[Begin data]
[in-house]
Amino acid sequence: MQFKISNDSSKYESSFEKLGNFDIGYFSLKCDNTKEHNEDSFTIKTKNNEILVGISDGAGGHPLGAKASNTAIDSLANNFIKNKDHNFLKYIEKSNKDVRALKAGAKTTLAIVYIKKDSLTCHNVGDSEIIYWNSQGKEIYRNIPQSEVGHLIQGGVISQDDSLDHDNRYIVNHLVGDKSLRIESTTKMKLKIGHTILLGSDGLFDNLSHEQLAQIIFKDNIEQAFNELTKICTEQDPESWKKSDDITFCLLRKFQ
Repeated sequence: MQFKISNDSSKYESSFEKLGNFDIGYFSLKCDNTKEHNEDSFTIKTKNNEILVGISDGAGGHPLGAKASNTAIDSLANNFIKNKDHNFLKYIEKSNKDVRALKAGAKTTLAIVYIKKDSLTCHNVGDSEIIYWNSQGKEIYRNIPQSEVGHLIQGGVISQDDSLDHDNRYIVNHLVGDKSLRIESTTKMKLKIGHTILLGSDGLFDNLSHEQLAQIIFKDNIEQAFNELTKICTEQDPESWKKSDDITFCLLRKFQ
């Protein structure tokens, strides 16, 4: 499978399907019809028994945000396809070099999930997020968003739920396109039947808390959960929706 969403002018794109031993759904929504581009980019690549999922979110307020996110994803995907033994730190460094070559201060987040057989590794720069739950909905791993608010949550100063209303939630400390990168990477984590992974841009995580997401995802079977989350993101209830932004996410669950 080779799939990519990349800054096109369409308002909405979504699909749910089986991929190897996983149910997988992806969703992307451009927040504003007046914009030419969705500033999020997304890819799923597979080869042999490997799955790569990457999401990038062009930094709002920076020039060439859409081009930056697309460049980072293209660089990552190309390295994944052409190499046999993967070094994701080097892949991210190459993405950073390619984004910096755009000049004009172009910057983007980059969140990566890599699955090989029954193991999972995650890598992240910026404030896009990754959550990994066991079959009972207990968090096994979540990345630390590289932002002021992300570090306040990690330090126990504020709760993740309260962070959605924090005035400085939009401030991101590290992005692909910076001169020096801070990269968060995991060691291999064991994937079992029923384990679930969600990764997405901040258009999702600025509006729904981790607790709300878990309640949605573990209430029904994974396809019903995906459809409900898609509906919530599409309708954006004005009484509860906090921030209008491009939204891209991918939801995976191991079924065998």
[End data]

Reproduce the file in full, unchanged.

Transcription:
[in-house]
Amino acid sequence: MQFKISNDSSKYESSFEKLGNFDIGYFSLKCDNTKEHNEDSFTIKTKNNEILVGISDGAGGHPLGAKASNTAIDSLANNFIKNKDHNFLKYIEKSNKDVRALKAGAKTTLAIVYIKKDSLTCHNVGDSEIIYWNSQGKEIYRNIPQSEVGHLIQGGVISQDDSLDHDNRYIVNHLVGDKSLRIESTTKMKLKIGHTILLGSDGLFDNLSHEQLAQIIFKDNIEQAFNELTKICTEQDPESWKKSDDITFCLLRKFQ
Repeated sequence: MQFKISNDSSKYESSFEKLGNFDIGYFSLKCDNTKEHNEDSFTIKTKNNEILVGISDGAGGHPLGAKASNTAIDSLANNFIKNKDHNFLKYIEKSNKDVRALKAGAKTTLAIVYIKKDSLTCHNVGDSEIIYWNSQGKEIYRNIPQSEVGHLIQGGVISQDDSLDHDNRYIVNHLVGDKSLRIESTTKMKLKIGHTILLGSDGLFDNLSHEQLAQIIFKDNIEQAFNELTKICTEQDPESWKKSDDITFCLLRKFQ
């Protein structure tokens, strides 16, 4: 499978399907019809028994945000396809070099999930997020968003739920396109039947808390959960929706 969403002018794109031993759904929504581009980019690549999922979110307020996110994803995907033994730190460094070559201060987040057989590794720069739950909905791993608010949550100063209303939630400390990168990477984590992974841009995580997401995802079977989350993101209830932004996410669950 080779799939990519990349800054096109369409308002909405979504699909749910089986991929190897996983149910997988992806969703992307451009927040504003007046914009030419969705500033999020997304890819799923597979080869042999490997799955790569990457999401990038062009930094709002920076020039060439859409081009930056697309460049980072293209660089990552190309390295994944052409190499046999993967070094994701080097892949991210190459993405950073390619984004910096755009000049004009172009910057983007980059969140990566890599699955090989029954193991999972995650890598992240910026404030896009990754959550990994066991079959009972207990968090096994979540990345630390590289932002002021992300570090306040990690330090126990504020709760993740309260962070959605924090005035400085939009401030991101590290992005692909910076001169020096801070990269968060995991060691291999064991994937079992029923384990679930969600990764997405901040258009999702600025509006729904981790607790709300878990309640949605573990209430029904994974396809019903995906459809409900898609509906919530599409309708954006004005009484509860906090921030209008491009939204891209991918939801995976191991079924065998």